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Cablegate: Burmese Purchasing Power Decreasing As Prices Rise

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DE RUEHGO #0901/01 2620506
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R 190506Z SEP 07
FM AMEMBASSY RANGOON
TO RUEHC/SECSTATE WASHDC 6543
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UNCLAS SECTION 01 OF 03 RANGOON 000901

SIPDIS

SENSITIVE
SIPDIS

STATE FOR EAP/MLS, EEB/IFD/ODF
PACOM FOR FPA
TREASURY FOR OASIA:SCHUN

E.O. 12958:N/A
TAGS: ECON EFIN PREL BM
SUBJECT: BURMESE PURCHASING POWER DECREASING AS PRICES RISE

REF: A) RANGOON 846 B) RANGOON 749

RANGOON 00000901 001.2 OF 003


1. (SBU) Summary. The sudden increase of fuel prices in mid-August
triggered an immediate increase in commodity and transportation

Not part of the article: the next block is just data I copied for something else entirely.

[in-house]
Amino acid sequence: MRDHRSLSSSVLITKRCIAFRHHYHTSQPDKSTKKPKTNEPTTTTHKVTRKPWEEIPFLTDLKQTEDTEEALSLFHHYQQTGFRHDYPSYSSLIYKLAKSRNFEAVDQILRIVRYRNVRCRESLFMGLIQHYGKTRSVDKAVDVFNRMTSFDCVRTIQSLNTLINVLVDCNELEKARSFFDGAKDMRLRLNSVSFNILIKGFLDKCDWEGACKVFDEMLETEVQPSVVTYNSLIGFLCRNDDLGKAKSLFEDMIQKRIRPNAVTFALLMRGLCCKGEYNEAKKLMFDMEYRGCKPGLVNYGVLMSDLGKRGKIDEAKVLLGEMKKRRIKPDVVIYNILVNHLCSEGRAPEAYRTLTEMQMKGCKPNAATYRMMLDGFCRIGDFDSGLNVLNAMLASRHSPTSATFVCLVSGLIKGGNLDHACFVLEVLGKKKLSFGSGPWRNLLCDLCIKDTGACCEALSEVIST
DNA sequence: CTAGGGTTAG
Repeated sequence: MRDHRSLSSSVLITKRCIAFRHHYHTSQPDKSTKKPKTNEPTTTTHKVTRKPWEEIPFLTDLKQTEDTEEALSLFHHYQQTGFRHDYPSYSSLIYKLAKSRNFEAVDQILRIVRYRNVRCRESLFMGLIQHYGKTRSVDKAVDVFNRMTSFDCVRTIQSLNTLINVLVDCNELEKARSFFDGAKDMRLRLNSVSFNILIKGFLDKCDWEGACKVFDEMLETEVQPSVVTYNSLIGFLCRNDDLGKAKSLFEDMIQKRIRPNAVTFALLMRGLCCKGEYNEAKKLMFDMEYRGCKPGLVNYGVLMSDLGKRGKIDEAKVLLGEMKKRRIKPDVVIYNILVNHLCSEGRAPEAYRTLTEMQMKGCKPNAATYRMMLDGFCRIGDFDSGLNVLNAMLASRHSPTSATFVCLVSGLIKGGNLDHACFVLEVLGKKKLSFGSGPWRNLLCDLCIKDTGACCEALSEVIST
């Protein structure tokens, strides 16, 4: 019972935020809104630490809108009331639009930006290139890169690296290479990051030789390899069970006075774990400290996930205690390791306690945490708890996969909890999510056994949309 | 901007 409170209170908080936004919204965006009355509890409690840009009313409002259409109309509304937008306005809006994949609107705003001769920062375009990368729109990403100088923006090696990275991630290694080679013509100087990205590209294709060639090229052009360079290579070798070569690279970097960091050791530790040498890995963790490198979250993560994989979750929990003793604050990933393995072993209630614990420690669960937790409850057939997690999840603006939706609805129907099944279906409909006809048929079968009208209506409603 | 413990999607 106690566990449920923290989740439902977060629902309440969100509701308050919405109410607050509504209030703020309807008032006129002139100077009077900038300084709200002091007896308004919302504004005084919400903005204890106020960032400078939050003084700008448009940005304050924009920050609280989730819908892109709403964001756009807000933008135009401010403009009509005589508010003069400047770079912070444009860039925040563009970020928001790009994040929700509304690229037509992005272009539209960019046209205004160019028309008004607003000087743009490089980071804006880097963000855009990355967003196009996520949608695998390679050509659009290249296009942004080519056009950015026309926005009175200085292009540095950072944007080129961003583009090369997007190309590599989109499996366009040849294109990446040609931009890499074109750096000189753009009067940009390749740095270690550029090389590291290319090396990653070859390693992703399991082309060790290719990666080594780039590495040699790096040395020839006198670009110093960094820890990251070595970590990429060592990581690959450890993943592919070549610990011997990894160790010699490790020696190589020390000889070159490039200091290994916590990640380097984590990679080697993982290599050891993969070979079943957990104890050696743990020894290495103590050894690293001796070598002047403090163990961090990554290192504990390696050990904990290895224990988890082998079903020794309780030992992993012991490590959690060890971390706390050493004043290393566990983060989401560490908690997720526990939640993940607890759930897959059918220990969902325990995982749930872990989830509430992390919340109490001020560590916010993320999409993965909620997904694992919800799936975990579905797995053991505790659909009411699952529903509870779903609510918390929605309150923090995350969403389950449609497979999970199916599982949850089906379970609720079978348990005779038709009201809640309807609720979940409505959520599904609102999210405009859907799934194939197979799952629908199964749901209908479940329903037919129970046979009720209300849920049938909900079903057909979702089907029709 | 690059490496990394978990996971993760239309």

costs. Although many of these prices have fallen since their
initial hike, prices are still higher than pre-August 15 levels.
Only a few companies increased wages for their workers to counteract
the higher prices and most urban have to get by with their normal
monthly salary, which averages less than $30/month. Inflation
continues to rise and the kyat has depreciated 5 percent since
August 15. While lower-class Burmese feel the effects of declining
purchasing power, companies must grapple with higher overhead costs
and lower profit margins. End Summary.

Effects of the Fuel Price Hike
------------------------------

2. (SBU) On August 15, the Burmese Government, without prior
warning, increased fuel prices between 66 and 100 percent on
gasoline, diesel fuel, and natural gas (Ref B). Transportation
companies raised their prices accordingly and in the days following,